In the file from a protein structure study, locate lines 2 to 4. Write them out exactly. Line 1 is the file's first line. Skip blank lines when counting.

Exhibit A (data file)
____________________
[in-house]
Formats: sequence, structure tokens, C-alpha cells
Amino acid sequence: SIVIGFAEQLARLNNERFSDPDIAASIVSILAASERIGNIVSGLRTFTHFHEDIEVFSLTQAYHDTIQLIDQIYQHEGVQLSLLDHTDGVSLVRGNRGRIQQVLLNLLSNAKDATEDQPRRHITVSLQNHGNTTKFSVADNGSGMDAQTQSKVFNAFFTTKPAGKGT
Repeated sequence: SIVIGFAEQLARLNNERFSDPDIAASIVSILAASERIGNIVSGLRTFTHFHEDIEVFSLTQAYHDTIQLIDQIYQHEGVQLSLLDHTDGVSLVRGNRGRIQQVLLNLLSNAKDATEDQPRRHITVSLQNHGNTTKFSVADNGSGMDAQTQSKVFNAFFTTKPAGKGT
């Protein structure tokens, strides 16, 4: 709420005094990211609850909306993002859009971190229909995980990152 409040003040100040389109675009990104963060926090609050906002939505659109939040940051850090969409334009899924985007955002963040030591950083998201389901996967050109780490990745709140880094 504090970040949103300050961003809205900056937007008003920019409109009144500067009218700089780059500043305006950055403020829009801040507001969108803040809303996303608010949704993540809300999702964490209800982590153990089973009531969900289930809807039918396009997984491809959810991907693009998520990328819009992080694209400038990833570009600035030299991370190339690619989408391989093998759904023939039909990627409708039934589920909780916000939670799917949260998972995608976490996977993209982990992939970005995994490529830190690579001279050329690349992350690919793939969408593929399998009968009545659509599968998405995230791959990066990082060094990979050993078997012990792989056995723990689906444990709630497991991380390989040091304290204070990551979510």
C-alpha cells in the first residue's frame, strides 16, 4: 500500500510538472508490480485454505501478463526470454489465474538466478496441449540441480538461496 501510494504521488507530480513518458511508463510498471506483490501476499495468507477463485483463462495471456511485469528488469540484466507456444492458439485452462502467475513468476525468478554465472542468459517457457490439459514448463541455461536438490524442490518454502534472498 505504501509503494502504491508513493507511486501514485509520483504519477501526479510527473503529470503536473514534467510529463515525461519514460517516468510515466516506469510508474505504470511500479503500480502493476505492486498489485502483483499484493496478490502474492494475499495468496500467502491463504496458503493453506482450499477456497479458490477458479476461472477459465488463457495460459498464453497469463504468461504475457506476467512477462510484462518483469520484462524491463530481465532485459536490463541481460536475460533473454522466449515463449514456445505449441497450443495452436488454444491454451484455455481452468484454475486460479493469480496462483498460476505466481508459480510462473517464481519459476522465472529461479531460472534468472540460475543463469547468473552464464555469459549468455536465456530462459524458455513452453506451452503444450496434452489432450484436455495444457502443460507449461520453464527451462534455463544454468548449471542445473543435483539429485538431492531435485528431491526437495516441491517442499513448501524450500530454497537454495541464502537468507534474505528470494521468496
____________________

Formats: sequence, structure tokens, C-alpha cells
Amino acid sequence: SIVIGFAEQLARLNNERFSDPDIAASIVSILAASERIGNIVSGLRTFTHFHEDIEVFSLTQAYHDTIQLIDQIYQHEGVQLSLLDHTDGVSLVRGNRGRIQQVLLNLLSNAKDATEDQPRRHITVSLQNHGNTTKFSVADNGSGMDAQTQSKVFNAFFTTKPAGKGT
Repeated sequence: SIVIGFAEQLARLNNERFSDPDIAASIVSILAASERIGNIVSGLRTFTHFHEDIEVFSLTQAYHDTIQLIDQIYQHEGVQLSLLDHTDGVSLVRGNRGRIQQVLLNLLSNAKDATEDQPRRHITVSLQNHGNTTKFSVADNGSGMDAQTQSKVFNAFFTTKPAGKGT